English
 
User Manual Privacy Policy Disclaimer Contact us
  Advanced SearchBrowse

Item

ITEM ACTIONSEXPORT

Released

Journal Article

Motion responses in scene-selective regions

MPS-Authors
/persons/resource/persons83797

Bartels,  A
Department Physiology of Cognitive Processes, Max Planck Institute for Biological Cybernetics, Max Planck Society;

Fulltext (public)
There are no public fulltexts available
Supplementary Material (public)
There is no public supplementary material available
Citation

Korkmaz Hacialihafiz, D., & Bartels, A. (2015). Motion responses in scene-selective regions. NeuroImage, 118, 438-444. doi:10.1016/j.neuroimage.2015.06.031.


Cite as: http://hdl.handle.net/11858/00-001M-0000-002A-44AE-8
Abstract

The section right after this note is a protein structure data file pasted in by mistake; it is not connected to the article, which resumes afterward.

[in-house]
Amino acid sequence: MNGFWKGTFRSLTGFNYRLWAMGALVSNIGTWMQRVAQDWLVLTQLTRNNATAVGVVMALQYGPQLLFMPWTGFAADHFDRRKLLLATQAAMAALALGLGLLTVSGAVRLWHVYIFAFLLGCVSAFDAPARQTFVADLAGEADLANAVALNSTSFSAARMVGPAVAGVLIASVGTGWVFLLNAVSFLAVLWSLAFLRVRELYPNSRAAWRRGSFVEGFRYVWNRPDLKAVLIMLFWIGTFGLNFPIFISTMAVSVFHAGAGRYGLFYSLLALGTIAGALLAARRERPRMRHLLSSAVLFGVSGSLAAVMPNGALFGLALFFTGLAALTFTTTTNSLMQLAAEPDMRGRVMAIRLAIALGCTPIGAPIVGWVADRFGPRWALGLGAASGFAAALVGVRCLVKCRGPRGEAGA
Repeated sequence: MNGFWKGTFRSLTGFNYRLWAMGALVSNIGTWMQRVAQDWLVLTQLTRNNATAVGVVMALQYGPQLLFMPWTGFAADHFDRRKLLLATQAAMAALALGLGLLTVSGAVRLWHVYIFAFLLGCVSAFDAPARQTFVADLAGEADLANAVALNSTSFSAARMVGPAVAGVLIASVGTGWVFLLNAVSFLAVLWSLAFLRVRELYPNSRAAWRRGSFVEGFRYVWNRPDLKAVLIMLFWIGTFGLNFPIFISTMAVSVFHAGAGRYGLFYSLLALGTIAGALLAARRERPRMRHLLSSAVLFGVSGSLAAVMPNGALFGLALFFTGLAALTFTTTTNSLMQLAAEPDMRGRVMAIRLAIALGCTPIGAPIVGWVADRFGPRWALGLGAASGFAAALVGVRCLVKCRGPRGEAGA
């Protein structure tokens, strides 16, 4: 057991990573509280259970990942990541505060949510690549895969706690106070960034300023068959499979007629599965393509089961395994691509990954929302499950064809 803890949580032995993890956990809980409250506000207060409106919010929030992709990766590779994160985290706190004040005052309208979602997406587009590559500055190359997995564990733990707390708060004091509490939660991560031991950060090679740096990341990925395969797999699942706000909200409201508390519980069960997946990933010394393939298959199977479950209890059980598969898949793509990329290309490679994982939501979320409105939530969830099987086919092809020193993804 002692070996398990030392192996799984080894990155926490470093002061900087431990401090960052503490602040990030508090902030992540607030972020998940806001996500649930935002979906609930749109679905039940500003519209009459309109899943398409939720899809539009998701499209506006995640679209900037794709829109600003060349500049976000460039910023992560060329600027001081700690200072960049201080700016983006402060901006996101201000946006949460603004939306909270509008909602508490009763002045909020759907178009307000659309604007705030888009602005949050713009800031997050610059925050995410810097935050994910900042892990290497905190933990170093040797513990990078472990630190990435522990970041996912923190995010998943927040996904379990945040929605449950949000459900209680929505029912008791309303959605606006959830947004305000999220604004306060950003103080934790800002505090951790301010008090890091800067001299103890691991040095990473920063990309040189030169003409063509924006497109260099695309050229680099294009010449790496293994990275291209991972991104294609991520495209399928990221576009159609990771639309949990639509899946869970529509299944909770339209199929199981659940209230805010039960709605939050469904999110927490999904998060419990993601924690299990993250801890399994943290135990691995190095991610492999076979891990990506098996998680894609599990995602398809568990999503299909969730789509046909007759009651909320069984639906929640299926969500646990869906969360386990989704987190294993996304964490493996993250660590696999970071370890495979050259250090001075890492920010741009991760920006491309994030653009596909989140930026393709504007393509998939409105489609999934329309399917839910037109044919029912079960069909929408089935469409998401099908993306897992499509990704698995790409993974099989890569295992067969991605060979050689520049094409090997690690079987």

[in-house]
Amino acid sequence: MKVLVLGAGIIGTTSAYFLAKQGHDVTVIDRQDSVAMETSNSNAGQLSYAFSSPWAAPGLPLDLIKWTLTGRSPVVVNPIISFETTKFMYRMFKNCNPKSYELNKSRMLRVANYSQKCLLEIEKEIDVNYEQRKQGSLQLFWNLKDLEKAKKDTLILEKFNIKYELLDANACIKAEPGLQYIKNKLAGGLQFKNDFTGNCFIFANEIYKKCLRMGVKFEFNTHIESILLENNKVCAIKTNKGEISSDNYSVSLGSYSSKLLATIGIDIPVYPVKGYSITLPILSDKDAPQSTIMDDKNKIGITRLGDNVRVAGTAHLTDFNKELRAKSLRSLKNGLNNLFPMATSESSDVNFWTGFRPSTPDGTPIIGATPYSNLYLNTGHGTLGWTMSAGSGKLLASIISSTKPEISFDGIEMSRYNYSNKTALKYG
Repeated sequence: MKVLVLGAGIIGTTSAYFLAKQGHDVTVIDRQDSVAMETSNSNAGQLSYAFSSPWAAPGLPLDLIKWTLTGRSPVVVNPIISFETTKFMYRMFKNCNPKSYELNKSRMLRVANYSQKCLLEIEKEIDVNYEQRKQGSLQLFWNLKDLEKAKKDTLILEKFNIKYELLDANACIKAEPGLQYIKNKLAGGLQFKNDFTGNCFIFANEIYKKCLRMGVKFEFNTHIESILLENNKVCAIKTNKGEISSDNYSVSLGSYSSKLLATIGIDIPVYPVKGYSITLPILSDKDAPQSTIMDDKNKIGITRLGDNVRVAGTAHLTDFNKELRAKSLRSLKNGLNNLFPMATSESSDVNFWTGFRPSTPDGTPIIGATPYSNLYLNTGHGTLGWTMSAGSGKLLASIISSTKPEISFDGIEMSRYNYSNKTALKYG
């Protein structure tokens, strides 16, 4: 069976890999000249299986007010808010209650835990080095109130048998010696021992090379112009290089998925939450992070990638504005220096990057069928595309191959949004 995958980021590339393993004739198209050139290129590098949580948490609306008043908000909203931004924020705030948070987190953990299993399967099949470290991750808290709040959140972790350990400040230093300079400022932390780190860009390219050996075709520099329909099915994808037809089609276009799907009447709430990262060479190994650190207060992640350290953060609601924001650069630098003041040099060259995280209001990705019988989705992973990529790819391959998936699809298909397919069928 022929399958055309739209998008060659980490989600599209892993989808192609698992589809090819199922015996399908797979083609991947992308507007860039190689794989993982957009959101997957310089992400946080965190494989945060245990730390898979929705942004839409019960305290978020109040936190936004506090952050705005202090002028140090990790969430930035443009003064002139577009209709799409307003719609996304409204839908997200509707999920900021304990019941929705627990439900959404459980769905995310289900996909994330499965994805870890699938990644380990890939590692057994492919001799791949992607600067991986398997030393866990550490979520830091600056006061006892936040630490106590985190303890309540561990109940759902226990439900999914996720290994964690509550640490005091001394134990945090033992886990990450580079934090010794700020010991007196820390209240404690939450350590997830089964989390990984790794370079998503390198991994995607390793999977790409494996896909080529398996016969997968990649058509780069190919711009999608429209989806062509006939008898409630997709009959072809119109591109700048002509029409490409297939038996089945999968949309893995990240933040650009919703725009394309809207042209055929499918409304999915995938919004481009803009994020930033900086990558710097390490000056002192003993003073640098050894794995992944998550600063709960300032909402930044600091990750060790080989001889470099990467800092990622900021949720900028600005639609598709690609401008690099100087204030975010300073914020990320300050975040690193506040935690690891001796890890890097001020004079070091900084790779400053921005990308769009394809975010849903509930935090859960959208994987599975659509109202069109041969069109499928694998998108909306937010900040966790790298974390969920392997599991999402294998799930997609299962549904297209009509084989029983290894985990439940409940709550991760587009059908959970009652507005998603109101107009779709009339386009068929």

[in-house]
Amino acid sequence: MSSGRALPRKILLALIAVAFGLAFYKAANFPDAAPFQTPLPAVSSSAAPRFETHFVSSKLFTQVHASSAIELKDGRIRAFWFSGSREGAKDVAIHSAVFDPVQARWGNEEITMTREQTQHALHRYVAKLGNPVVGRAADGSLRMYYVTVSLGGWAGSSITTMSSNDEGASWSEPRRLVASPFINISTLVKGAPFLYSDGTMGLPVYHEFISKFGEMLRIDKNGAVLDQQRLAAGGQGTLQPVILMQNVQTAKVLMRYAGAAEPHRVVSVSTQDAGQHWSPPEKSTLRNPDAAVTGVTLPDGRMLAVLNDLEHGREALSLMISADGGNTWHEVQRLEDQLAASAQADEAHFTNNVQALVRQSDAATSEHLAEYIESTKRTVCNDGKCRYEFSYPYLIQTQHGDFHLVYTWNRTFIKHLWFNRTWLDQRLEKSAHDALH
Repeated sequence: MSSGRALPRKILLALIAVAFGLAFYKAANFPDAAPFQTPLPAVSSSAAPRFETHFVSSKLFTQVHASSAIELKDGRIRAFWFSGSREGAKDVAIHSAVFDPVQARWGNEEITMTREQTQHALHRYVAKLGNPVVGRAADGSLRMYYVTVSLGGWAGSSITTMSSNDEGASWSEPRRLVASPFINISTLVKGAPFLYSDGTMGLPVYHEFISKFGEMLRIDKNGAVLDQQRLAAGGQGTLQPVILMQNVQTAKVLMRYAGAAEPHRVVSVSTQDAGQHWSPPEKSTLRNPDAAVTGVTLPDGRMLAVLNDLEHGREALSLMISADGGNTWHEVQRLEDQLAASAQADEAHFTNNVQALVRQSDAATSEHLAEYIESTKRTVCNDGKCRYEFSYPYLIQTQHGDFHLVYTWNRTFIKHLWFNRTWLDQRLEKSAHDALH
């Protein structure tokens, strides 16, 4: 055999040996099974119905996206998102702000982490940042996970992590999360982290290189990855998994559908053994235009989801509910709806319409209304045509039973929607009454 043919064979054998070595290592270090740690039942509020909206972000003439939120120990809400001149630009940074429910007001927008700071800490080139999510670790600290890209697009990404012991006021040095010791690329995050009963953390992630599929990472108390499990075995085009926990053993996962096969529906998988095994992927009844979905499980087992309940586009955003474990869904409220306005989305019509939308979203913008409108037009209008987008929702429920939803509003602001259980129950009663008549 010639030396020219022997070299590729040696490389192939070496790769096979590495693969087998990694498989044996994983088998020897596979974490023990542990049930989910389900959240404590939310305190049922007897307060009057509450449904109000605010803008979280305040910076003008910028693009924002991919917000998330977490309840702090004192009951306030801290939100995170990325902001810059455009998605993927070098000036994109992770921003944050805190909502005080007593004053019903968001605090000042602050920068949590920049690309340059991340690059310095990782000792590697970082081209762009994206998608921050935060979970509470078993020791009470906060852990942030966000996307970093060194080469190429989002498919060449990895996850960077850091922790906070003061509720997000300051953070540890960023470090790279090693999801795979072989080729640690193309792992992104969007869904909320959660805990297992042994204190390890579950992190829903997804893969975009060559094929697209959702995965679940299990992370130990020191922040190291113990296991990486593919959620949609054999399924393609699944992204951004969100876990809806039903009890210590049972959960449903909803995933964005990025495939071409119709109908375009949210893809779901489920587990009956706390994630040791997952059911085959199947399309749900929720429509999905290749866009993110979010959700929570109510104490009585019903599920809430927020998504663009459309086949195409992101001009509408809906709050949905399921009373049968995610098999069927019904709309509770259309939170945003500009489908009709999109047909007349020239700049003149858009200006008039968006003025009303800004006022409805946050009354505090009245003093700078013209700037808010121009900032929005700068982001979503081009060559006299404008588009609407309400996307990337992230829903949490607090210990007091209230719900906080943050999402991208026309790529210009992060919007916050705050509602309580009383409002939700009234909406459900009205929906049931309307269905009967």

The vast majority of studies on scene processing were conducted using stationary scenes. However, during natural vision, scene views change dynamically due to self-induced eye-, head-, and body-motion, and these dynamic changes are crucial for other higher-level functions such as navigation, self-motion perception, and spatial updating. Yet, we do not know whether or how scene selective regions are modulated by visual motion and to which degree their motion response depends on scene content. In this study, we used fMRI to examine both questions using a 2 × 2 factorial design with the factors 2D planar motion (motion versus static) and scene content (natural scenes versus their Fourier scrambles). We found that among independently localized scene-responsive regions, parahippocampal place area (PPA) and transverse occipital sulcus (TOS), also referred to as occipital place area (OPA), were significantly motion responsive, whereas retrosplenial cortex (RSC) was not. Additionally, PPA showed an interaction between motion and scene in that it responded more to motion in context of scenes than scramble, with similar trends in TOS and RSC. These results provide a novel functional dissociation between motion-responsive PPA and TOS/OPA versus motion-unresponsive RSC and suggest a strong role for PPA in integrating motion and scene content.